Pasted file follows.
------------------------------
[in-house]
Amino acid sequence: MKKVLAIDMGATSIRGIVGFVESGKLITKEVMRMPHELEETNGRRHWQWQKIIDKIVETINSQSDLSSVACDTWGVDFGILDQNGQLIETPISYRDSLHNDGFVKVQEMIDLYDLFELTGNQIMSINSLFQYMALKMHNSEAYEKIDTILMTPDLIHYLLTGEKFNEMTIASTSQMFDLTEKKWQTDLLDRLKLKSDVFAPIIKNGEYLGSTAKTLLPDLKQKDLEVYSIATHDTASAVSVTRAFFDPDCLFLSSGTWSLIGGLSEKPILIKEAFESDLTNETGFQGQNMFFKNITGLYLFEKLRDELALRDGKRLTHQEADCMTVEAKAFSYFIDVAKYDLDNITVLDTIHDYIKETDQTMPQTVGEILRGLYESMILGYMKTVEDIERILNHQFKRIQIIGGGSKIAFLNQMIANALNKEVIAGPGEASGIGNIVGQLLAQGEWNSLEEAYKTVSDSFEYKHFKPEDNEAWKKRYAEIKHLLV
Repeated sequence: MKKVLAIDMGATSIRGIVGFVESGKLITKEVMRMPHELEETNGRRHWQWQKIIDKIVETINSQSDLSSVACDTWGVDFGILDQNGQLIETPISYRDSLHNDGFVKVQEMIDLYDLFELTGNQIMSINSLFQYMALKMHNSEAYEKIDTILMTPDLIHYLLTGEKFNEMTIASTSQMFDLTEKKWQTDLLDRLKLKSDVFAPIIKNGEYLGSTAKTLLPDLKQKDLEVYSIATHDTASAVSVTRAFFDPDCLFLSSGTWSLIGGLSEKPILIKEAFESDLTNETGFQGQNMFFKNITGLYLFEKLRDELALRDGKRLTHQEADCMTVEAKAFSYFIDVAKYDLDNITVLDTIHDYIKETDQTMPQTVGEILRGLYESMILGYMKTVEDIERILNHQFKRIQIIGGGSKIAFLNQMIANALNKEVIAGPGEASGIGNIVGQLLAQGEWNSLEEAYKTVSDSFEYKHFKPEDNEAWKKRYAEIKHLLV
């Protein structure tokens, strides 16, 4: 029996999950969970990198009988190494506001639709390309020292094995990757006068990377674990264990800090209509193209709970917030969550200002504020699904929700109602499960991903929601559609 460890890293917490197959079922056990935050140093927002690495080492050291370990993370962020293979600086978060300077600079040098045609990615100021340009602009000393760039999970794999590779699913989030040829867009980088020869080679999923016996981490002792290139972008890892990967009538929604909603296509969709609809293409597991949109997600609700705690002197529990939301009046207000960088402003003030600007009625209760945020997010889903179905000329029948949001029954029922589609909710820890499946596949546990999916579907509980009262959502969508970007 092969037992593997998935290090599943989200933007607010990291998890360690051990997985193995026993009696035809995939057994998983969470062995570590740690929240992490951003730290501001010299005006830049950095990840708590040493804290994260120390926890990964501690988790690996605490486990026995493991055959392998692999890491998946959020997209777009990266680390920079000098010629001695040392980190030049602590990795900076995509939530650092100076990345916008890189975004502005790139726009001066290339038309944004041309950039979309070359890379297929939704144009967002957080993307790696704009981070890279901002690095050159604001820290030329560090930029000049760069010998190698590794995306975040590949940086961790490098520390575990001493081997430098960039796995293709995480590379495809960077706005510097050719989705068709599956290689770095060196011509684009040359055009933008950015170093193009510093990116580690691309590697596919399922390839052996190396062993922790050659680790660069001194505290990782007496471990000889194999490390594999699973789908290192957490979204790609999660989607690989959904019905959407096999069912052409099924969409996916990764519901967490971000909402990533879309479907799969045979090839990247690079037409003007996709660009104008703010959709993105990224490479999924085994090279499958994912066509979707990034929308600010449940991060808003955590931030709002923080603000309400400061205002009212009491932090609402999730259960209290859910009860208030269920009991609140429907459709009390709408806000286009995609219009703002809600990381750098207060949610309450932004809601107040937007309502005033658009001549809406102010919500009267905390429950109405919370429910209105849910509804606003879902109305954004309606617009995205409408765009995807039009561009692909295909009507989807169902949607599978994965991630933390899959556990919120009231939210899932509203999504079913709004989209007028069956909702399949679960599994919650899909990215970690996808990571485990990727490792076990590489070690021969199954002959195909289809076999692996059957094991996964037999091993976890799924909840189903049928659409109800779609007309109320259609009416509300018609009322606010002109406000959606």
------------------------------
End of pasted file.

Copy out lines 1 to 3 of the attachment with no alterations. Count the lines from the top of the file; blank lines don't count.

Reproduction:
[in-house]
Amino acid sequence: MKKVLAIDMGATSIRGIVGFVESGKLITKEVMRMPHELEETNGRRHWQWQKIIDKIVETINSQSDLSSVACDTWGVDFGILDQNGQLIETPISYRDSLHNDGFVKVQEMIDLYDLFELTGNQIMSINSLFQYMALKMHNSEAYEKIDTILMTPDLIHYLLTGEKFNEMTIASTSQMFDLTEKKWQTDLLDRLKLKSDVFAPIIKNGEYLGSTAKTLLPDLKQKDLEVYSIATHDTASAVSVTRAFFDPDCLFLSSGTWSLIGGLSEKPILIKEAFESDLTNETGFQGQNMFFKNITGLYLFEKLRDELALRDGKRLTHQEADCMTVEAKAFSYFIDVAKYDLDNITVLDTIHDYIKETDQTMPQTVGEILRGLYESMILGYMKTVEDIERILNHQFKRIQIIGGGSKIAFLNQMIANALNKEVIAGPGEASGIGNIVGQLLAQGEWNSLEEAYKTVSDSFEYKHFKPEDNEAWKKRYAEIKHLLV
Repeated sequence: MKKVLAIDMGATSIRGIVGFVESGKLITKEVMRMPHELEETNGRRHWQWQKIIDKIVETINSQSDLSSVACDTWGVDFGILDQNGQLIETPISYRDSLHNDGFVKVQEMIDLYDLFELTGNQIMSINSLFQYMALKMHNSEAYEKIDTILMTPDLIHYLLTGEKFNEMTIASTSQMFDLTEKKWQTDLLDRLKLKSDVFAPIIKNGEYLGSTAKTLLPDLKQKDLEVYSIATHDTASAVSVTRAFFDPDCLFLSSGTWSLIGGLSEKPILIKEAFESDLTNETGFQGQNMFFKNITGLYLFEKLRDELALRDGKRLTHQEADCMTVEAKAFSYFIDVAKYDLDNITVLDTIHDYIKETDQTMPQTVGEILRGLYESMILGYMKTVEDIERILNHQFKRIQIIGGGSKIAFLNQMIANALNKEVIAGPGEASGIGNIVGQLLAQGEWNSLEEAYKTVSDSFEYKHFKPEDNEAWKKRYAEIKHLLV